Any chance of finding common ground on a border funding bill before the August recess appears to have slipped away at this point. Diaz-Balart realizes that Republicans are casting a symbolic vote against DACA, and he doesn't want to associate himself with that kind of stance. The Florida congressman favors immigration reform with a path to citizenship for undocumented immigrants, so this type of measure isn't something you would expect him to back.

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Pelosi: Republicans 'on their own' in border vote, via The Hill

July 31, 11:38 a.m. ET

What they're saying:

House Minority Leader Nancy Pelosi (D-Calif.) said Thursday that Republicans should not expect help from from Democrats in passing their emergency funding bill in response to the border crisis.

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"Let me put it this way: The Democrats are not going to enable that bill to pass," she said at a press conference. "They [Republicans] are going to have to do that on their own."

What it means:

Facing the prospect of defections from conservative members, Republicans could be forced to pick off Democratic votes to pass their measure. GOP leaders face a tough task in getting their bill across the finish line, and Pelosi is saying she is going to make it even tougher.

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White House lashes out at House Republicans over DACA vote

July 31, 10:33 a.m. ET

What they're saying:

Republicans are planning a vote to take away President Obama's ability to give deportation relief to certain undocumented immigrants. There's no chance that measure will pass, but it still irked White House Press Secretary Josh Earnest. He sent out a statement on Thursday morning:

"It is extraordinary that the House of Representatives, after failing for more than a year to reform our broken immigration reform system, would vote to restrict a law enforcement tool that the Department of Homeland Security uses to focus resources on key enforcement priorities like public safety and border security," he said.

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Earnest pointed out the president's deportation relief program for young people, called Deferred Action for Childhood Arrivals (DACA), has benefited more that half a million people since its inception in 2012.

In contrast, Earnest said, "the House is instead driving an approach that is about rounding up and deporting 11 million people, separating families, and undermining DHS’ ability to secure the border."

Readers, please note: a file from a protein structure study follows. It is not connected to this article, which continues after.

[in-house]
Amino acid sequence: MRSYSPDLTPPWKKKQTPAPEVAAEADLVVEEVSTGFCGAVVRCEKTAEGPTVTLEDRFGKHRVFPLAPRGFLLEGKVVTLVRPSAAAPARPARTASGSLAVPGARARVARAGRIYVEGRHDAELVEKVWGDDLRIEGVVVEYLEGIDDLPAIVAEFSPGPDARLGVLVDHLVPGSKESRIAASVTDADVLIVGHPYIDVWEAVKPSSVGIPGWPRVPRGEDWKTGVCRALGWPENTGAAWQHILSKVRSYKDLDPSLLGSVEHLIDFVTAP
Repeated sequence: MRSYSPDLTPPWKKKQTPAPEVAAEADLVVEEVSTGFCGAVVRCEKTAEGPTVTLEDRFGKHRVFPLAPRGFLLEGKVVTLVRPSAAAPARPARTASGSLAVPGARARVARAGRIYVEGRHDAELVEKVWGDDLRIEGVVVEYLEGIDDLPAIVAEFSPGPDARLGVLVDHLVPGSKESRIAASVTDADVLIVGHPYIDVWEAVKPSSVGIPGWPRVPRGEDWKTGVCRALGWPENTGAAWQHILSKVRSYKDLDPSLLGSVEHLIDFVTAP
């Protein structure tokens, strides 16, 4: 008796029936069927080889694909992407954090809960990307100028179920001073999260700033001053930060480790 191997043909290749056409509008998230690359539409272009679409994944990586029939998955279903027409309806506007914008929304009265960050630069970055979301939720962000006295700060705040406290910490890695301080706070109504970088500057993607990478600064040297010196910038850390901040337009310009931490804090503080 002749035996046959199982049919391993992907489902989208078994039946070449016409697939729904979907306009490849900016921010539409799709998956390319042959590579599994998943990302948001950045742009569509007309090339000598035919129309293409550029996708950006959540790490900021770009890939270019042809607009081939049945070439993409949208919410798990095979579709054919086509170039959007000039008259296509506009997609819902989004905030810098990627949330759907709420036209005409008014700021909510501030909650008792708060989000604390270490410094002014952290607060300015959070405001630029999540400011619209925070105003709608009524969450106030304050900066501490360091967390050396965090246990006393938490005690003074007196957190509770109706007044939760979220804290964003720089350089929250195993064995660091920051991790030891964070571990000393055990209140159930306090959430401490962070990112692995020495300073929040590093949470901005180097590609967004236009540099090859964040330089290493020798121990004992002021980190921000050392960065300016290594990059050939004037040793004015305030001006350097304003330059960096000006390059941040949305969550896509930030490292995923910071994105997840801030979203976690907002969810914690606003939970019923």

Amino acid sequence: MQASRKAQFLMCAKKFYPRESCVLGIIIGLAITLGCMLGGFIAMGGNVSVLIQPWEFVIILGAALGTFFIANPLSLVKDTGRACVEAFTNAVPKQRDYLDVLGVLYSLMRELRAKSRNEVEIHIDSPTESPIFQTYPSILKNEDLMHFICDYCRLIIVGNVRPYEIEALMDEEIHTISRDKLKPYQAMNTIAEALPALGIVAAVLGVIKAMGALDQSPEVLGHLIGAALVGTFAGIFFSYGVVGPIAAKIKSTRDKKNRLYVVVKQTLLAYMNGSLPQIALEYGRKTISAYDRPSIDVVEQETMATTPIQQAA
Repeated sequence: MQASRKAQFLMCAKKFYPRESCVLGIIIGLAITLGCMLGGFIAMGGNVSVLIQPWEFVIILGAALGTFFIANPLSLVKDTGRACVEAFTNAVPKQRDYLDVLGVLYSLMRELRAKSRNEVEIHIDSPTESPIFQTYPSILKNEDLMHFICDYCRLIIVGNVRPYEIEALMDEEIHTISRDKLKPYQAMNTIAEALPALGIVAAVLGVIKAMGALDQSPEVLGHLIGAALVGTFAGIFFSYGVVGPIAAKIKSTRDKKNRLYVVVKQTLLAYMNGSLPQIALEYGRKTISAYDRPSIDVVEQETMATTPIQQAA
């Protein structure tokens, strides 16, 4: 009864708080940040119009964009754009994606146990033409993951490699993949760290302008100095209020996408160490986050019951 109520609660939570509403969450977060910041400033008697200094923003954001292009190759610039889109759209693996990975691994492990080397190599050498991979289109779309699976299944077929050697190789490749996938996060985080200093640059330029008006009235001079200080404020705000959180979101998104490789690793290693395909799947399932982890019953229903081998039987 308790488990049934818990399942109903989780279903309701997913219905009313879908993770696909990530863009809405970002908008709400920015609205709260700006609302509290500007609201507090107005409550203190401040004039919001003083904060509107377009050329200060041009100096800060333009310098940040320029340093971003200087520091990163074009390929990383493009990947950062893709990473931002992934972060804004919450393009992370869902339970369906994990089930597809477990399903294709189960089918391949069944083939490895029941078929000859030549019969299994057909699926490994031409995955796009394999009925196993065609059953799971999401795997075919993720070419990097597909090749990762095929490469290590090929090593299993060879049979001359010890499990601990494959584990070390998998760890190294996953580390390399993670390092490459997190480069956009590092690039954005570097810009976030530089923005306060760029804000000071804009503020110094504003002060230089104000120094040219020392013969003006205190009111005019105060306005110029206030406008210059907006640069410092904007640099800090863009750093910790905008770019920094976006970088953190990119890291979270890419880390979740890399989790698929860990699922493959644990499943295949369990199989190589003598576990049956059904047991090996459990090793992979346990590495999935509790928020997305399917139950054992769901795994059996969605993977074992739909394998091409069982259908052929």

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What it means:

The White House had already said it would veto the Republican funding bill before all the talk about taking away the president's power to offer deportations relief. At this point, there doesn't seem to be any chance of agreement on legislation; it's mainly just a chance for each party to stake out its position in the immigration debate. For the president, that means defending DACA and keeping the door open for a possible expansion of the program in the future.

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"Border battle: House GOP moves to block Barack Obama" via Politico

July 31, 9:15 a.m. ET

What they're saying:

House Republicans plan to vote to restrict President Obama's ability to stop deportations of certain undocumented immigrants, Politico reported Wednesday night.

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The vote would occur Thursday if the Republican's emergency funding package passes the House, according to the paper. The move would target the Obama administration's Deferred Action for Childhood Arrivals Program (DACA) and pending deportation relief under consideration by the president.

What it means:

Yet again, Republicans are moving to appeal to the conservative base on immigration. Last year, House Republicans took a similar vote to defund the DACA program. The move is largely symbolic—it won't pass the Senate—but it's meant to appease conservatives who have long accused Obama of abusing his executive authority on immigration.

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It's not clear if the maneuver will help Republican leaders attract enough votes to pass their emergency funding measure. But one thing is clear, if the only immigration bills the House votes on this year are about stricter border enforcement and ending deportation relief, that will be another blow for the party's "rebranding" efforts.

White House issues veto threat against House GOP border bill

July 30, 3:40 p.m. ET

What they're saying:

The White House said Thursday it would reccomend that President Obama veto the House Republicans' border bill, calling it "patchwork legislation that will only put more arbitrary and unrealistic demands on an already broken system."

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The $659 million plan is far less than the $3.7 billion Obama requested from Congress to deal with the crisis. The plan calls for changes to a 2008 anti-human trafficking law that are designed to speed up deportations of Central American minors and provides funds to send National Guard troops to the southern border.